We know that millions of insured Americans live with hundreds or thousands of dollars of medical debt. A Pro Publica story by Lizzie Presser (my daughter) uncovers how Americans with medical debt can end up arrested and sometimes jailed. It is a scathing indictment of our dysfunctional and cruel health care and legal systems.

Among the story’s horrifying takeaways: In Coffeyville, Kansas and in many other communities in states across the nation, judges give medical bill collectors the power to decide who is arrested — debtors who are too poor to pay their medical bills and too sick to make a court appearance. And, they may summon people to court multiple times a year, though it is against the law in Kansas to haul poor people with disabilities into court for nonpayment of medical debt more than once a year. In short, lacking legal advice, many people spend time and money they don’t have in their county courthouse.

To be clear, most states don’t allow contempt charges to be used for nonpayment of medical bills. Some say it is unconstitutional.

Presser is careful to explain that the non-profit hospital and city ambulance service, which are responsible for most of the medical debt collection actions in Coffeyville, operate at a loss. And, they are at risk of not surviving in poor communities because so many Americans can no longer afford to pay their share of their health care bills, even with insurance. Three local hospitals in the surrounding community Presser visited were shuttered not too long ago. If the only remaining hospital closed its doors, it could endanger even more lives.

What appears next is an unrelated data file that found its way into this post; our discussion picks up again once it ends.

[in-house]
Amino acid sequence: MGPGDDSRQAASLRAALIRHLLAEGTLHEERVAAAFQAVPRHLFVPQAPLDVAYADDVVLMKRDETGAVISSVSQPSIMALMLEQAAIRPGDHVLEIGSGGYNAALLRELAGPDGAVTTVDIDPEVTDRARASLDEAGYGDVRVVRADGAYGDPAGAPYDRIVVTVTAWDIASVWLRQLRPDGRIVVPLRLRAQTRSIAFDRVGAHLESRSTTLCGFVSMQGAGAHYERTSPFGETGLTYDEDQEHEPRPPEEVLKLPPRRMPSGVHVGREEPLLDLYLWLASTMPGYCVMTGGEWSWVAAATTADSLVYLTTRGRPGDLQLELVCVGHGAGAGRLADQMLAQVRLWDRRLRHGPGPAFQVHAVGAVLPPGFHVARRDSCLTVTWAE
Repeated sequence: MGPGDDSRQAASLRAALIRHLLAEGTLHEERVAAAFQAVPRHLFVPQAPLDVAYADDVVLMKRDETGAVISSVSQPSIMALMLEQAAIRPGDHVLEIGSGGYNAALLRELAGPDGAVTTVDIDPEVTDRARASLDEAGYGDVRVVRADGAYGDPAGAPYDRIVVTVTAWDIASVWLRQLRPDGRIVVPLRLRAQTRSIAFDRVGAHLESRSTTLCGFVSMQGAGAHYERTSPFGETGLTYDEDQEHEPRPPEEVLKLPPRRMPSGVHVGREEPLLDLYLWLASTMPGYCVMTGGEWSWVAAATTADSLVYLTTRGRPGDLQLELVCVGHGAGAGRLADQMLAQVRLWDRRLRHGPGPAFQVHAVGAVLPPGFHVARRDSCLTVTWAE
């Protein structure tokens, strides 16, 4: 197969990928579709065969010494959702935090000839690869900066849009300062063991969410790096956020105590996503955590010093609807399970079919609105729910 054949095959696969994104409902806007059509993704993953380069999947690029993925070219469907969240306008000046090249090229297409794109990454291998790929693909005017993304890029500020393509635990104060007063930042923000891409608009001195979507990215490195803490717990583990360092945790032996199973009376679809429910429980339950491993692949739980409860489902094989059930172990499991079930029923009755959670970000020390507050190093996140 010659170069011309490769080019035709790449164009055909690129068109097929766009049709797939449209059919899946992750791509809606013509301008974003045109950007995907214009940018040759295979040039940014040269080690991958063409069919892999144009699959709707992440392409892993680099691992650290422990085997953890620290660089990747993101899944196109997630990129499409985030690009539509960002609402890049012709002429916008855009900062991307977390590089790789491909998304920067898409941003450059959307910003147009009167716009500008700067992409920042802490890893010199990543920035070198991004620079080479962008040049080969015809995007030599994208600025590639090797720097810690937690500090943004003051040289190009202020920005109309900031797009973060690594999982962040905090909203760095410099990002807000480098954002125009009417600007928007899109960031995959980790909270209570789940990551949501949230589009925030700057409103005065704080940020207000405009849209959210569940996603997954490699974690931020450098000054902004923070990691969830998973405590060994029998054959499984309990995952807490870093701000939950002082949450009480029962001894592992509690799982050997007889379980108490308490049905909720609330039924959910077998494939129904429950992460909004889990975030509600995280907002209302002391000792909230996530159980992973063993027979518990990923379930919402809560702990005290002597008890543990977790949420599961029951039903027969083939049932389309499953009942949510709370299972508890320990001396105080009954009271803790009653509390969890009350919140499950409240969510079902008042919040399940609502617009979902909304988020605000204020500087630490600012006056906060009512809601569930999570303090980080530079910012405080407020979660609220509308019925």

Perhaps the only positive takeaway from the piece is that the die-hard Republican judge responsible for issuing dozens of bench warrants against people with medical debt who failed to appear for court hearings acknowledges the need for universal coverage. “What we have isn’t working,” he said. “As a lifelong Republican, I would probably be hung, but I think we need health care for everybody with some limits on what it’s going to cost us.”

It’s curious that the current debate around health care reform focuses so heavily on the need to allow people to keep their private insurance. Private insurance has never contained costs. What’s worse, it is leaving millions in medical debt. Democratic presidential candidates support a public option, unlike proponents of Medicare for All, leave people in medical debt and without predictable health care costs.